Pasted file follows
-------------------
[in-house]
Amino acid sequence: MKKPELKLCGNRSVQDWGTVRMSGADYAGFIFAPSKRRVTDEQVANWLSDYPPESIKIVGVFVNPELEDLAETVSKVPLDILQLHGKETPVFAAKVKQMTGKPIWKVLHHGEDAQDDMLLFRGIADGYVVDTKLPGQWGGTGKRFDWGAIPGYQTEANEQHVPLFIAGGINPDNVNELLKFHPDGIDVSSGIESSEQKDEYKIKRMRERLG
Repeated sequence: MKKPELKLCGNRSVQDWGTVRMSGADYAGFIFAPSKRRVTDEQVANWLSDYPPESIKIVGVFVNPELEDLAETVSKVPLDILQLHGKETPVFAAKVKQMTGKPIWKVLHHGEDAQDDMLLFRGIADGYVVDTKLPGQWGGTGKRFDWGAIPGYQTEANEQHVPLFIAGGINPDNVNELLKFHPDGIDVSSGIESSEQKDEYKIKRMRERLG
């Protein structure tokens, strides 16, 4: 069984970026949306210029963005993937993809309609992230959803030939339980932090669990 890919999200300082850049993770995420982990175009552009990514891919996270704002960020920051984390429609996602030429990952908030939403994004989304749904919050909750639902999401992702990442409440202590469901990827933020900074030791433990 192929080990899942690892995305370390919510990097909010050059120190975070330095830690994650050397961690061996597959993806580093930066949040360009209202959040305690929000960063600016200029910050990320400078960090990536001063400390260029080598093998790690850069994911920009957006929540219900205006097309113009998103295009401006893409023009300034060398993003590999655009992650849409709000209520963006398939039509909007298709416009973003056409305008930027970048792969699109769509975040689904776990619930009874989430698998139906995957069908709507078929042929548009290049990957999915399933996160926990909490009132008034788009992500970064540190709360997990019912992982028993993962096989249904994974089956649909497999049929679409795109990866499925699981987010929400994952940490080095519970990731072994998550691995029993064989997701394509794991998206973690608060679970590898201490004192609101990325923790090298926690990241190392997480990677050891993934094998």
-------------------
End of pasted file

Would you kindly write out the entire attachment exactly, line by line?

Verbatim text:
[in-house]
Amino acid sequence: MKKPELKLCGNRSVQDWGTVRMSGADYAGFIFAPSKRRVTDEQVANWLSDYPPESIKIVGVFVNPELEDLAETVSKVPLDILQLHGKETPVFAAKVKQMTGKPIWKVLHHGEDAQDDMLLFRGIADGYVVDTKLPGQWGGTGKRFDWGAIPGYQTEANEQHVPLFIAGGINPDNVNELLKFHPDGIDVSSGIESSEQKDEYKIKRMRERLG
Repeated sequence: MKKPELKLCGNRSVQDWGTVRMSGADYAGFIFAPSKRRVTDEQVANWLSDYPPESIKIVGVFVNPELEDLAETVSKVPLDILQLHGKETPVFAAKVKQMTGKPIWKVLHHGEDAQDDMLLFRGIADGYVVDTKLPGQWGGTGKRFDWGAIPGYQTEANEQHVPLFIAGGINPDNVNELLKFHPDGIDVSSGIESSEQKDEYKIKRMRERLG
């Protein structure tokens, strides 16, 4: 069984970026949306210029963005993937993809309609992230959803030939339980932090669990 890919999200300082850049993770995420982990175009552009990514891919996270704002960020920051984390429609996602030429990952908030939403994004989304749904919050909750639902999401992702990442409440202590469901990827933020900074030791433990 192929080990899942690892995305370390919510990097909010050059120190975070330095830690994650050397961690061996597959993806580093930066949040360009209202959040305690929000960063600016200029910050990320400078960090990536001063400390260029080598093998790690850069994911920009957006929540219900205006097309113009998103295009401006893409023009300034060398993003590999655009992650849409709000209520963006398939039509909007298709416009973003056409305008930027970048792969699109769509975040689904776990619930009874989430698998139906995957069908709507078929042929548009290049990957999915399933996160926990909490009132008034788009992500970064540190709360997990019912992982028993993962096989249904994974089956649909497999049929679409795109990866499925699981987010929400994952940490080095519970990731072994998550691995029993064989997701394509794991998206973690608060679970590898201490004192609101990325923790090298926690990241190392997480990677050891993934094998």